When sudden cardiac arrest (SAC) and other cardiac emergencies occur, the initial response would always be the performing of chest compressions and rescue breaths on the victim. CPR is effective in delaying the occurrence of the victim’s biological death.
While CPR is proven to cause a great effect on the person’s survival, the use of external defibrillators is crucial in or out of hospital settings. External defibrillators are designed to stop the victim’s heart and restore it back to its normal rhythm, making the person conscious and alive once again. Defibrillators were once relegated to hospital settings and had to be administered by medical professionals, but Automated External Defibrillators (AEDs) are now portable, easy to use, and made available in many public settings. Access is critical as immediate use is essential for survival, if not administered in 5-7 minutes the SAC could be fatal.
Services exist in many countries to help you locate AEDs on maps to raise awareness in their communities and to help travelers ready themselves in unfamiliar areas. In the US several free apps available that help locates AEDs on a map, like Staying Alive and Pulse Point Respond. Maps can be found for the United Kingdom, New Zealand, Australia, and many other nations with a simple web search.
That is why most medical experts promote the use of AED in healthcare settings, especially those institutions that acquire a great number of people such as workplaces, schools, and even the household. This may seem optional but considering one in your place can be a game-changer for you and your family because you will never know when exactly a cardiac emergency may occur. Several AEDs have received premarket approval for in-home use, like the HeartSine Samaritan PAD and the Phillips HeartStart OnSite Defibrillator.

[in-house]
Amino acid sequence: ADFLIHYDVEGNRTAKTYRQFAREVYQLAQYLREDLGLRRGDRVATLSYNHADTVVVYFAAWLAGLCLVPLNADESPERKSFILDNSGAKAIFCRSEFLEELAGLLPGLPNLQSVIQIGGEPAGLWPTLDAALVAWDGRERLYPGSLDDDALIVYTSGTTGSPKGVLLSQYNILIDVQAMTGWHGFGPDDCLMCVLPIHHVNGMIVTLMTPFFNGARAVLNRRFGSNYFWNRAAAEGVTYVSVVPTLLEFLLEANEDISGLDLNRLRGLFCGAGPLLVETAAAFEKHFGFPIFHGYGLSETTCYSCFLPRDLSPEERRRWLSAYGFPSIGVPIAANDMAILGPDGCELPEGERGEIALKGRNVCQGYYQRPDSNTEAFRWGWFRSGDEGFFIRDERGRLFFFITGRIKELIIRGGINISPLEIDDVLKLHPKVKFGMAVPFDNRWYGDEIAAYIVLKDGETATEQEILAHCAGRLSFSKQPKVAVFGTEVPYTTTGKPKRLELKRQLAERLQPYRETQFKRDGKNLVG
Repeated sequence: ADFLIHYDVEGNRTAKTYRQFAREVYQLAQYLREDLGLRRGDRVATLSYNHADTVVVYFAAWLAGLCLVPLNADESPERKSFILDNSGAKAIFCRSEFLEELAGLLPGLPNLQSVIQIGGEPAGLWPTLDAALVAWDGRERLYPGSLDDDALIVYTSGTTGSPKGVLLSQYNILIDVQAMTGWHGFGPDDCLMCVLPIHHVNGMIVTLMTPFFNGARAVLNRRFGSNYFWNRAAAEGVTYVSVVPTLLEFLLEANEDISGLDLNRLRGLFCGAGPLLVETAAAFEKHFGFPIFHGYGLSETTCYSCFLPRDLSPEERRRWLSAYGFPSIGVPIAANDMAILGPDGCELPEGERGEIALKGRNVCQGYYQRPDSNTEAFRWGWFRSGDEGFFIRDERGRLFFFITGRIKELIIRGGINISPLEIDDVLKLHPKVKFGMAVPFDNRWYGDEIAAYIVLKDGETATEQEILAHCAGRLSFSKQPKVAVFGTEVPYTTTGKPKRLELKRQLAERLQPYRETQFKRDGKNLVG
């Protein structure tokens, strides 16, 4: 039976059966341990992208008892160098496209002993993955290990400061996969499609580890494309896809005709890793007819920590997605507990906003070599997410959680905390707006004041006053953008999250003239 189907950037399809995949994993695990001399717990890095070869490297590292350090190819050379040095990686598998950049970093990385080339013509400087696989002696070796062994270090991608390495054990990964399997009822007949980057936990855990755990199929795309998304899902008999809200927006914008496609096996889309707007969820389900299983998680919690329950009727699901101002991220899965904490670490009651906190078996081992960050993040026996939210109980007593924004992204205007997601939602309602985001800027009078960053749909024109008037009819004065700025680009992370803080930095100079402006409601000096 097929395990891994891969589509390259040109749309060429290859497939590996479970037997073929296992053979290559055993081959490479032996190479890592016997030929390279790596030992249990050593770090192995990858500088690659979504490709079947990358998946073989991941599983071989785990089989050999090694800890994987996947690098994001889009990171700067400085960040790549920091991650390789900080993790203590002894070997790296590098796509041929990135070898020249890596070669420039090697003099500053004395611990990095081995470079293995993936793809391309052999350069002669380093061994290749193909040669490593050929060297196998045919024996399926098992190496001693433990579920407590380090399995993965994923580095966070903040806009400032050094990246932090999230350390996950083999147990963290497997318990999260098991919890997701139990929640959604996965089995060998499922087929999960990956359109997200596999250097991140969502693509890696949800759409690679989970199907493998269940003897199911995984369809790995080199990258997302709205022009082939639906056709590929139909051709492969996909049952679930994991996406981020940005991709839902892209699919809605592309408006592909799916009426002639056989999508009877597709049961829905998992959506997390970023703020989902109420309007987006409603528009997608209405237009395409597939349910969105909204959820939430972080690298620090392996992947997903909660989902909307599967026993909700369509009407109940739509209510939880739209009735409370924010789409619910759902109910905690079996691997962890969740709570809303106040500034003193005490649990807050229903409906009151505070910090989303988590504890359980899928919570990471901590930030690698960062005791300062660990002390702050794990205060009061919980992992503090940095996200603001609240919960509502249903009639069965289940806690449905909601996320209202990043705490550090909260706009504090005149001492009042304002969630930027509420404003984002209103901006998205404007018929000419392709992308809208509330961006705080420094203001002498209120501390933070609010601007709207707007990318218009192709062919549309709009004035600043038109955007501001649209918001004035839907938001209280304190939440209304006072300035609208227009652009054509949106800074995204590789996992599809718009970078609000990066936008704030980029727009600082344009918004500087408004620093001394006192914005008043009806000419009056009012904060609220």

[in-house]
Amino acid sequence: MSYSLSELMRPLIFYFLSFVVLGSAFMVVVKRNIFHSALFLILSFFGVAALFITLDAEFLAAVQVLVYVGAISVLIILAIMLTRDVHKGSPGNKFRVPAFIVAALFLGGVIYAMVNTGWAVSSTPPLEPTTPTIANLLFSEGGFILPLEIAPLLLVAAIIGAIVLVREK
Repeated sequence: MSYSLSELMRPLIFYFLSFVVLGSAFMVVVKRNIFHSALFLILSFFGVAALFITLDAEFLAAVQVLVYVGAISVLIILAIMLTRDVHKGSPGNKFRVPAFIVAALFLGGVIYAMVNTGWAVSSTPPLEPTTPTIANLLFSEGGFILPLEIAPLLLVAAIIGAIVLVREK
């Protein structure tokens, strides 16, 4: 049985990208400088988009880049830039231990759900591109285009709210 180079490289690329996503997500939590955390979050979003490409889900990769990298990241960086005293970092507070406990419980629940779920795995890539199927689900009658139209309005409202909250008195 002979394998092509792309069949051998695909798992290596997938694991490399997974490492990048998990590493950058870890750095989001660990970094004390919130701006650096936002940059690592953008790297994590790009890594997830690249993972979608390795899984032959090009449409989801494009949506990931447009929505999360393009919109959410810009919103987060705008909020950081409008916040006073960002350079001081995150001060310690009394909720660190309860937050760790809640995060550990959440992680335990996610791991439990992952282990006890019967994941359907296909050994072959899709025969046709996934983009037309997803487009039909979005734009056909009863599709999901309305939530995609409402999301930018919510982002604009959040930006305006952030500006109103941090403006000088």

Importance of Safe AEDs
The federal government, through Health and Human Services, the General Service Administration, and OSHA has been promoting the use and availability of Public Access Defibrillators (PAD) in several workplaces to immediately respond in cardiac emergencies.
Good Samaritan laws in all 50 states have laws protecting against liability for use of AEDs, and some manufacturers such as Phillips Medical Systems provide limited indemnification for users of their products, meaning they will pay for damages and losses should their product fail. Every manufacturer has its own indemnity policy so be sure to understand the protection offered by the manufacturer of your particular AED model. As an employer or employee, you need to have a weekly or monthly visual inspection with a checklist in addition to manufacturer-recommended maintenance to ensure AED readiness and take action on any issues immediately. Some things to check regularly include:
- Pad storage and date. Defibrillator Pads (electrodes) must be stored at temperatures specified by the manufacturer. In the event of a sudden cardiac emergency, device readiness is critical.
- Battery installation and Audio/Visual notification system function. A simple visual inspection should be performed and manufacturer guidelines followed to ensure that the device is in proper working order, and supplies such as gloves, razors and gloves should be checked as well.
- Inspect casing and wires connecting electrodes to the main unit for cracks. Faulty components, software issues and poorly written instruction contribute a lot to the malfunctions that an external defibrillator causes.
When the victim suffers from further injuries or death, manufacturers of the machine may be deemed responsible for this and might be taken to legal action. This goes the same for the person who is responsible for the device’s maintenance.